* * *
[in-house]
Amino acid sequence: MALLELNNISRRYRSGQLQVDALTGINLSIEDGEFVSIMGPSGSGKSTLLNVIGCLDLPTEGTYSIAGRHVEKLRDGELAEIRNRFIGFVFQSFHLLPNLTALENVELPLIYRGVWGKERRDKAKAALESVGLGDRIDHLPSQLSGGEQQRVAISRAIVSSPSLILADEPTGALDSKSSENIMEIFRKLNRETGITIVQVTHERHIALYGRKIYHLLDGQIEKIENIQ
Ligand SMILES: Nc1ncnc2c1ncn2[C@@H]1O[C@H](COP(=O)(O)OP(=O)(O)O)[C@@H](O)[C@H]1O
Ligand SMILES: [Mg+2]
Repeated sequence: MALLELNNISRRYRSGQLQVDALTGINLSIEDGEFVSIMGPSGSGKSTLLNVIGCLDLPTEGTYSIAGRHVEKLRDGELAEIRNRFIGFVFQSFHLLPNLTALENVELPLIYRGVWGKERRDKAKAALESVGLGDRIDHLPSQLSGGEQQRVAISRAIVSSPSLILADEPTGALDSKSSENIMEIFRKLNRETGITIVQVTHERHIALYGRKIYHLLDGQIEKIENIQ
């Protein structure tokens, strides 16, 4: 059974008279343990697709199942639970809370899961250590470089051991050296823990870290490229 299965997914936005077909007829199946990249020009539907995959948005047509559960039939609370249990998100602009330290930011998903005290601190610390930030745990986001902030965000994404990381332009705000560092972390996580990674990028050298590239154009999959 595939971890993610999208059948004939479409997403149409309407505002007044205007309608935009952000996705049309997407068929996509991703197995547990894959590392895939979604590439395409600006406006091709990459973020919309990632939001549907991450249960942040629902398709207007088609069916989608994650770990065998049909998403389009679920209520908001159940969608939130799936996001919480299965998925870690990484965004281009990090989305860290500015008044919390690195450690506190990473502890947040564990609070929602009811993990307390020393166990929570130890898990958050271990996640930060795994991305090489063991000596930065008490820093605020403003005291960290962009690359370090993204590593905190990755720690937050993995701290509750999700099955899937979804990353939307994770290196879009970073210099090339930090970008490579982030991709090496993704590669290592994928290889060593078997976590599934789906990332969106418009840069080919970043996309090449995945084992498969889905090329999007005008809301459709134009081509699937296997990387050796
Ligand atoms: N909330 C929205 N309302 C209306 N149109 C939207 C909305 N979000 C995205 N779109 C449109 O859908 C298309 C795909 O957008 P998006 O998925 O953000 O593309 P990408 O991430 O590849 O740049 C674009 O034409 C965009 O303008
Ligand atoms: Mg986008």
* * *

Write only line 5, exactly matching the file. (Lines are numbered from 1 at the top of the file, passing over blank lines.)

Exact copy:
Repeated sequence: MALLELNNISRRYRSGQLQVDALTGINLSIEDGEFVSIMGPSGSGKSTLLNVIGCLDLPTEGTYSIAGRHVEKLRDGELAEIRNRFIGFVFQSFHLLPNLTALENVELPLIYRGVWGKERRDKAKAALESVGLGDRIDHLPSQLSGGEQQRVAISRAIVSSPSLILADEPTGALDSKSSENIMEIFRKLNRETGITIVQVTHERHIALYGRKIYHLLDGQIEKIENIQ